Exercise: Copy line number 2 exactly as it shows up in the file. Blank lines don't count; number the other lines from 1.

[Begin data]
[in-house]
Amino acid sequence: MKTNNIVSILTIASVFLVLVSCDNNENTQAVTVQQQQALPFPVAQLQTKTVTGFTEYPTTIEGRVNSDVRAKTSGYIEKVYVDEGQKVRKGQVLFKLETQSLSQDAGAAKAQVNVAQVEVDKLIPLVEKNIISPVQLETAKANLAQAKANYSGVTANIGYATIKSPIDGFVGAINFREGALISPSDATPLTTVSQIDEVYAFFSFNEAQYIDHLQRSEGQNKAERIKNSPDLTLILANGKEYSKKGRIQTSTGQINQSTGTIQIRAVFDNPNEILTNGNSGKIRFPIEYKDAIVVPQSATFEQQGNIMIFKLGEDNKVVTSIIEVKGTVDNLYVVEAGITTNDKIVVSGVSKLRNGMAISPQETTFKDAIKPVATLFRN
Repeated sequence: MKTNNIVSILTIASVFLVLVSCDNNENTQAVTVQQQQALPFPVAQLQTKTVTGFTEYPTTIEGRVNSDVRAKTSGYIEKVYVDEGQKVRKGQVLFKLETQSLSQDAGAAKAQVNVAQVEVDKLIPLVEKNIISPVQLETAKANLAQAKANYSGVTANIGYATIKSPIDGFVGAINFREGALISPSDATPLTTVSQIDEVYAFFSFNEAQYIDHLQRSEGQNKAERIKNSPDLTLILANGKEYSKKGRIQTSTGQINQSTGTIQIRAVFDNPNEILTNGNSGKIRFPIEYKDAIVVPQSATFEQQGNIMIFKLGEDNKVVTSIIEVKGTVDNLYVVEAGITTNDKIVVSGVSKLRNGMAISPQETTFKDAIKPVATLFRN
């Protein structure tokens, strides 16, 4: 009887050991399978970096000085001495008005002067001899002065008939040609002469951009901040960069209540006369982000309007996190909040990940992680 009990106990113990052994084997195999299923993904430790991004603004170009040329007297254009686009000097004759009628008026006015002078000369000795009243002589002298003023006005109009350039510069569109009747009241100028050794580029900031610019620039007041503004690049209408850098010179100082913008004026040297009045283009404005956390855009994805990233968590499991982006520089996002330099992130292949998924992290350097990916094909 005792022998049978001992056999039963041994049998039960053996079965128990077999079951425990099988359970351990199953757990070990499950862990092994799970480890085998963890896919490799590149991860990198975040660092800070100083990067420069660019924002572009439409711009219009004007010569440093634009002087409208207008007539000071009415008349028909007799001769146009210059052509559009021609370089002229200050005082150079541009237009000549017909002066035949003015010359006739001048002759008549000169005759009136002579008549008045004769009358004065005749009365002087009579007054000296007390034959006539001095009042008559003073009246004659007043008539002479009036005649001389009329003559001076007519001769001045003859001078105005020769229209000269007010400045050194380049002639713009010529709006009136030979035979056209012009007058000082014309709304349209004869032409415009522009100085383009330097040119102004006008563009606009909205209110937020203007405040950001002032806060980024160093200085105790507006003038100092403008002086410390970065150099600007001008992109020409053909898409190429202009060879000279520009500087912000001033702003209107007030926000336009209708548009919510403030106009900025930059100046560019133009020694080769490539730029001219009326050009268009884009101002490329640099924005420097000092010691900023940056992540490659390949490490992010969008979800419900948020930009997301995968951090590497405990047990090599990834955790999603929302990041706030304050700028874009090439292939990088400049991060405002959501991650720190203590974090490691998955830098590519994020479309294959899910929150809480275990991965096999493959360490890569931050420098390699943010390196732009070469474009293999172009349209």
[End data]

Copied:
Amino acid sequence: MKTNNIVSILTIASVFLVLVSCDNNENTQAVTVQQQQALPFPVAQLQTKTVTGFTEYPTTIEGRVNSDVRAKTSGYIEKVYVDEGQKVRKGQVLFKLETQSLSQDAGAAKAQVNVAQVEVDKLIPLVEKNIISPVQLETAKANLAQAKANYSGVTANIGYATIKSPIDGFVGAINFREGALISPSDATPLTTVSQIDEVYAFFSFNEAQYIDHLQRSEGQNKAERIKNSPDLTLILANGKEYSKKGRIQTSTGQINQSTGTIQIRAVFDNPNEILTNGNSGKIRFPIEYKDAIVVPQSATFEQQGNIMIFKLGEDNKVVTSIIEVKGTVDNLYVVEAGITTNDKIVVSGVSKLRNGMAISPQETTFKDAIKPVATLFRN